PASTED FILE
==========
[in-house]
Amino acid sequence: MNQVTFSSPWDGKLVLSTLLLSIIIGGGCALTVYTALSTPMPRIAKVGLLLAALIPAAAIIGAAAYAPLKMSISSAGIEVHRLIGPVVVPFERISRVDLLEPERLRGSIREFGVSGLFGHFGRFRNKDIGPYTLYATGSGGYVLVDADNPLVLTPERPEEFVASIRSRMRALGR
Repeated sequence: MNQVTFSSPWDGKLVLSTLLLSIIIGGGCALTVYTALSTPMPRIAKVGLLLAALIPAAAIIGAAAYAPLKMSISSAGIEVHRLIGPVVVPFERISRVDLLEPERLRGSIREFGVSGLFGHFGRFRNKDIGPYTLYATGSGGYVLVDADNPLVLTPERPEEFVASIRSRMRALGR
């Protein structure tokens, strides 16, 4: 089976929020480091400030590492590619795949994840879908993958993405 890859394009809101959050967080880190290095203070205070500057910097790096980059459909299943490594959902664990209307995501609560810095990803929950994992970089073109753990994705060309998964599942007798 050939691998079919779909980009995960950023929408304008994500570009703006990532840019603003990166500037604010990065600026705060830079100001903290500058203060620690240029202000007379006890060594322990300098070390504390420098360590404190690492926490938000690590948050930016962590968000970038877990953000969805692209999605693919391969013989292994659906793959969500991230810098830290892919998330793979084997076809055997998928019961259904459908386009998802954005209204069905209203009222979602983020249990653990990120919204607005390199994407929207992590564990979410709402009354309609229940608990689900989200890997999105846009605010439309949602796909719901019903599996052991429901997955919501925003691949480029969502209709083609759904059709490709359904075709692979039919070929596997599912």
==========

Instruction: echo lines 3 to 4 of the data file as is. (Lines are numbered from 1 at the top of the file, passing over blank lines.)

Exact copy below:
Repeated sequence: MNQVTFSSPWDGKLVLSTLLLSIIIGGGCALTVYTALSTPMPRIAKVGLLLAALIPAAAIIGAAAYAPLKMSISSAGIEVHRLIGPVVVPFERISRVDLLEPERLRGSIREFGVSGLFGHFGRFRNKDIGPYTLYATGSGGYVLVDADNPLVLTPERPEEFVASIRSRMRALGR
């Protein structure tokens, strides 16, 4: 089976929020480091400030590492590619795949994840879908993958993405 890859394009809101959050967080880190290095203070205070500057910097790096980059459909299943490594959902664990209307995501609560810095990803929950994992970089073109753990994705060309998964599942007798 050939691998079919779909980009995960950023929408304008994500570009703006990532840019603003990166500037604010990065600026705060830079100001903290500058203060620690240029202000007379006890060594322990300098070390504390420098360590404190690492926490938000690590948050930016962590968000970038877990953000969805692209999605693919391969013989292994659906793959969500991230810098830290892919998330793979084997076809055997998928019961259904459908386009998802954005209204069905209203009222979602983020249990653990990120919204607005390199994407929207992590564990979410709402009354309609229940608990689900989200890997999105846009605010439309949602796909719901019903599996052991429901997955919501925003691949480029969502209709083609759904059709490709359904075709692979039919070929596997599912």